Axiom $3.6$ (Replacement). Let $A$ be a set. For any object $x \in A$ and any object $y$, suppose we have a statement $P(x, y)$ pertaining to $x$ and $y$, such that for each $x\in A$ there is at most one $y$ for which $P(x,y)$ is true. Then there exists a set $\{y: P(x, y) \text{ is true for some } x \in A\}$ such that for апy object $z$, $$ z\in \{y : P(x, y)\text{ is true for some } x \in A\} \iff P(x,z)\text{ is true for some } x \in A.$$

Axiom $3.5$ (Specification). Let $A$ be a set, and for each x$\in$ $A$, let $P(x)$ be a property pertaining to $x$ (i.e., $P(x)$ is either a true statement or a false statement). Then there exists a set, called $\{x \in A : P(x) \text{ is true}\}$ (or simply $\{x \in A : P(x) \text{ for short}\}$), whose elements are precisely the elements $x$ in $A$ for which $P(x)$ is true. In other words, for any object $y$, $$у \in \{x \in A: P(x)\text{ is true}\} \iff (y \in A \text{ and } P(y)\text{ is true}).$$

I have to show that $3.6\implies 3.5.$

Proof: By $(3.6)$ we can assume the following set $$\{x:P(x,x)\text{ is true for some }x\in A\}.$$ Let $Q(x)=P(x,x)$ then we get the set $$\{x\in A:Q(x) \text{ is true for some }x\},$$ which is what $(3.5)$ wants. Is this proof correct?

PS. I have read other answers to this question on MSE, but none of them use this formulation of the axiom and I guess use more formal notation. I am learning from Tao's Analysis book and so I've not been introduced to such notation.


2 Answers 2


Your argument isn't quite correct. But it's on the way.

You are given a property $P$ and you want to separate a subset of $A$ which is specified by the property $P$.

For this, you need to find a property $Q(x,y)$ for which if $x\in A$, then there is at most a single $y$ such that $Q(x,y)$ holds, and you need to choose $Q$ in such a way that you get exactly the subset of $A$ specified by $P$.

The obvious solution, of course, is $Q(x,y)$ to be $x=y\land P(x)$. I will leave you to prove that it satisfies the conditions needed to apply Replacement on $Q$, and of course $\{y\mid Q(x,y)\text{ holds for some }x\in A\}$ is exactly—by the definition of $Q$—the same $\{x\in A\mid x=x\land P(x)\}$ which in turn is exactly $\{x\in A\mid P(x)\}$.

  • $\begingroup$ Why are we starting with a property that only depends on $x$? Axiom 3.6 pertains to two variables $x$ and $y$. $\endgroup$
    – user522521
    Commented May 28, 2018 at 17:04
  • 2
    $\begingroup$ You want to use 3.6 in order to prove 3.5. The statement of Specification is "If bla is given, then brau exists". So we start with bla, as it is given, and we use 3.6 to prove that brau exists. But in order to use 3.6, we again have a statement of the form "If brut is given, then blat exists". So from bla, we define brut, and from blat we derive brau. $\endgroup$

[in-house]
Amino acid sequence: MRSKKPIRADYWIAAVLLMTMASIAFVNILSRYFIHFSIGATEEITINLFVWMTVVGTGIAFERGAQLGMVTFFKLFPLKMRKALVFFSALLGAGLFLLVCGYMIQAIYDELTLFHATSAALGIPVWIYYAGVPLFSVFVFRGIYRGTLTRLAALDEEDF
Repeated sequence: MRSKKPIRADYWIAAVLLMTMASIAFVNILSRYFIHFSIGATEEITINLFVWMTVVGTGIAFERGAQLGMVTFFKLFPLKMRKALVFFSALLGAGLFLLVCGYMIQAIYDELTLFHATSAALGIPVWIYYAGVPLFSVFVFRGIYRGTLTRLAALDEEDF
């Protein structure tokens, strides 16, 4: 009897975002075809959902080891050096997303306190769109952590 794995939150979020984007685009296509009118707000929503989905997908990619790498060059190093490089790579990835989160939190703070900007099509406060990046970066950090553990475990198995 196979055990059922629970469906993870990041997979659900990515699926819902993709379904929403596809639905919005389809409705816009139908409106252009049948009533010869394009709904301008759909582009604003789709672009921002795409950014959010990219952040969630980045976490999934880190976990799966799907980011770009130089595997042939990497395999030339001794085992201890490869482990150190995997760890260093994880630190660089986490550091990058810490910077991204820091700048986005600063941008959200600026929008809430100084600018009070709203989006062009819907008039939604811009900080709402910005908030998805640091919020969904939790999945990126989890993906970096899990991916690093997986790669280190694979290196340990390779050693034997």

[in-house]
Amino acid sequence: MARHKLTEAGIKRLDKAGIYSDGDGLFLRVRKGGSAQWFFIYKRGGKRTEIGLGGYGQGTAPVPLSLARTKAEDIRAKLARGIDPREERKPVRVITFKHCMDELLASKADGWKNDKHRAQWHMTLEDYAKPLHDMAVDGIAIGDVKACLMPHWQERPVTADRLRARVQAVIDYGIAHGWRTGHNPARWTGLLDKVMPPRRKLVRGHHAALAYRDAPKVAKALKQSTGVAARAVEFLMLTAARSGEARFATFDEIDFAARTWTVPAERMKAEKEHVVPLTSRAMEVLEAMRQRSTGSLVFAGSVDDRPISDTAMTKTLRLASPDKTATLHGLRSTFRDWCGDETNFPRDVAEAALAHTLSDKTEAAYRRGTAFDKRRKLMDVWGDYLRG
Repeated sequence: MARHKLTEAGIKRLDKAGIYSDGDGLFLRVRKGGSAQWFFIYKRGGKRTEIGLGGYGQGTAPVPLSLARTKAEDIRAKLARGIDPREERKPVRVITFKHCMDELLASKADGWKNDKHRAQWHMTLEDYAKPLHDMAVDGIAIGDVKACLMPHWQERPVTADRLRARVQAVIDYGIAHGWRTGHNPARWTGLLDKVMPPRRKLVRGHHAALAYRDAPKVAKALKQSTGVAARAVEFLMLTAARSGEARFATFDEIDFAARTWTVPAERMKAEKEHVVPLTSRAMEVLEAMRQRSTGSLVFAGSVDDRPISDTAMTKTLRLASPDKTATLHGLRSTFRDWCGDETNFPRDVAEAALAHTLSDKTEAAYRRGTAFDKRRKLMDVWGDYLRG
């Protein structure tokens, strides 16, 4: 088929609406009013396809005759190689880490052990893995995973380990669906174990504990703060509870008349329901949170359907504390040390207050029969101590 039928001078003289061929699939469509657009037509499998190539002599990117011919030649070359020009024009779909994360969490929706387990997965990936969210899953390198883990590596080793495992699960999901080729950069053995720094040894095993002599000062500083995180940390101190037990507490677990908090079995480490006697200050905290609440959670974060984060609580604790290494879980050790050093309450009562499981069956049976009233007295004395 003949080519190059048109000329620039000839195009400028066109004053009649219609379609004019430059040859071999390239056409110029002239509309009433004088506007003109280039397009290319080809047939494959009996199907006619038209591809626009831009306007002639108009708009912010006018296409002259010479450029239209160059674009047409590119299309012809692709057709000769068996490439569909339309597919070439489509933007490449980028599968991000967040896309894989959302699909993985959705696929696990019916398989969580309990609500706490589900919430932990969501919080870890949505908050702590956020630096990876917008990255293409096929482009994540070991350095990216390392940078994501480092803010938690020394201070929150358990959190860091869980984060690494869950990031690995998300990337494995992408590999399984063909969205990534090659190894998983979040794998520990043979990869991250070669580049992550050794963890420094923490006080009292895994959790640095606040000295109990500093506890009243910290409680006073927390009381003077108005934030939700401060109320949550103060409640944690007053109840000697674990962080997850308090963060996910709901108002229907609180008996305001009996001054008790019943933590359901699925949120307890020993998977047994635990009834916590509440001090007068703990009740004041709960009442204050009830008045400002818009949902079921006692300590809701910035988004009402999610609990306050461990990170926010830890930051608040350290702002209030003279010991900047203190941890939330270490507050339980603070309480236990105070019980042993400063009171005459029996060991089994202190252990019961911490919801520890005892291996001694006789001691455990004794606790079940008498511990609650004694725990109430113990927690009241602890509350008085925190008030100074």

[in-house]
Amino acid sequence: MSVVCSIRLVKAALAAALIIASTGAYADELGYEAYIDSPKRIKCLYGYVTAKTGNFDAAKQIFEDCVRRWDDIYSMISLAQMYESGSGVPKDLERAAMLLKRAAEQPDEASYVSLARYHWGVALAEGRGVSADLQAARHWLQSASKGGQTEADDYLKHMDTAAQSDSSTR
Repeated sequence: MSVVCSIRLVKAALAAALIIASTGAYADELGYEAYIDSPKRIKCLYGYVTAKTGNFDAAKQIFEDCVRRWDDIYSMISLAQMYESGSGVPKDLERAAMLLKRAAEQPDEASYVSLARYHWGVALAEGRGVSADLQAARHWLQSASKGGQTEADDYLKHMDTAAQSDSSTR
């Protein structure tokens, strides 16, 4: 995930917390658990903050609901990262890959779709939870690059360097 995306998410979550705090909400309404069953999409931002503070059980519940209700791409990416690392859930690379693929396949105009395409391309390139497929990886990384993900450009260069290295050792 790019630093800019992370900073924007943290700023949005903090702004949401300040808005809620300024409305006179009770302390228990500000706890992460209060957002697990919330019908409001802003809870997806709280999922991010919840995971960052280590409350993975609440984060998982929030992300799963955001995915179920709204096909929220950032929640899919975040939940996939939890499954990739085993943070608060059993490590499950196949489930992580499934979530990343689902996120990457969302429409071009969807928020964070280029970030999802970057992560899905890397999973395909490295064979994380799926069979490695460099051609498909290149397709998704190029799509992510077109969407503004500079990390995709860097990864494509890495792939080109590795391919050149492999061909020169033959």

– Asaf Karagila
    Commented May 28, 2018 at 17:06

Informal talk:

Axiom of the specification allows you to build smaller sets from the given set. The sets you build from the axiom of specification always contain the elements of the set you started with.

Axiom of replacement allows you to build totally different sets (of equal or less cardinality) from the given set. It may be that the sets you built with the axiom of replacement contain no element of the set you started with.

In this sense, the axiom of replacement allows you to build more sets than the axiom of the specification does. Can we build all the sets that we built from the axiom of specification from the axiom of replacement?

Let's try:

We need to restrict ourselves to the starting set. For each element of the starting set, we can find at most one object which will be in our newly constructed set. We better demand that this new element be the same as the element we started with. But only including this condition will add too many elements, some of which may not follow the restricting property of the set we built from the axiom of specification. Hence we also demand that this new element follow that property.


If A is a set, we can build {$x: P(x), x\in A$} from the axiom of specification. To build the same set from the axiom of replacement, Choose the property $Q(x,y): y = x$ and $P(y)$. Then the constructed set will be {$y : Q(x,y), x\in A$}

Try to prove that these two sets are equal from the definition of equality of sets. You also need to show that there is atmost one $y$ for each $x$ for property $Q$ to be well defined.

Your proof is incorrect because

  1. You never defined what the property $P(x,y)$ is. You cannot simply replace y with x in the definition. In the book's notation, y denotes the elements that are in the set. You misunderstood what the symbols mean. Your idea is correct that we need to restrict $y$'s to $x$'s.

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